To disable Unicode encoding for all of your MATLAB sessions, open the Preferences dialog, select General and then MAT-Files, and click Local Character Set. See General Preferences for MATLAB in the Desktop Tools and Development Environment documentation for more information. When writing character data using Unicode encoding (the default), MATLAB checks if the data is 7-bit ASCII. If it is, MATLAB writes the 7-bit ASCII character data to the MAT-file using 8 bits per character (UTF-8 format), thus minimizing the size of the resulting file. Any character data that is not 7-bit ASCII is written in 16-bit Unicode form (UTF-16). This algorithm operates on a per-string basis.

For more information on how MATLAB saves specific ASCII data formats, and on preventing loss or corruption of character data, see Writing Character Data in the MATLAB External Interfaces documentation.

Optional Output Formats

You can choose from any of the following formats for your output file. If you do not specify a format, MATLAB uses the binary MAT-file format.

Output File Format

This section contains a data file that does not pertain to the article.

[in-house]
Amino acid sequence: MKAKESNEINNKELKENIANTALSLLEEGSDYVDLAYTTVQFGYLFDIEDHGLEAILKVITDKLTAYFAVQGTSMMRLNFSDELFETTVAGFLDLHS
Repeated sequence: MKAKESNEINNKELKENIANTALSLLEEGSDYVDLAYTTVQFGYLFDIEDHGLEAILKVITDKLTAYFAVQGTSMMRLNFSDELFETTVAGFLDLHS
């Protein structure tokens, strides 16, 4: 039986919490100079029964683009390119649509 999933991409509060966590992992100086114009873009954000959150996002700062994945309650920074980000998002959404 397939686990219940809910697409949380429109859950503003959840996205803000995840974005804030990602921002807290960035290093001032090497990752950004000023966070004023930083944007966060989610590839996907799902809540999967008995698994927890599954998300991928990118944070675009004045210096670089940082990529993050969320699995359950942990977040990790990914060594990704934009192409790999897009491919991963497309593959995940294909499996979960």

Binary MAT-file (default)
save filename
8-digit ASCII
save filename -ascii
8-digit ASCII, tab delimited
save filename -ascii -tabs
16-digit ASCII
save filename -ascii -double
16-digit ASCII, tab delimited
save filename -ascii -double -tabs
MATLAB Version 4 compatible
save filename -v4

Saving in ASCII Format.   When saving in any of the ASCII formats, consider the following:

Saving in Version 4 Format.   With the -v4 option, you can save only those data constructs that are compatible with MATLAB Version 4. Therefore, you cannot save structures, cell arrays, multidimensional arrays, or objects. Variable names cannot exceed 19 characters in length. In addition, you must use filenames that are supported by MATLAB Version 4.

Storage Requirements

The binary formats used by save depend on the size and type of each array. Arrays with any noninteger entries and arrays with 10,000 or fewer elements are saved in floating-point formats requiring 8 bytes per real element. Arrays with all integer entries and more than 10,000 elements are saved in the formats shown, requiring fewer bytes per element.

Element Range
Bytes per Element
0 to 255
0 to 65535
-32767 to 32767
-231 to 231-1

Saving from External Programs

The MATLAB External Interfaces documentation provides details on reading and writing MAT-files from external C or Fortran programs. It is important to use recommended access methods, rather than rely upon the specific MAT-file format, which is likely to change in the future.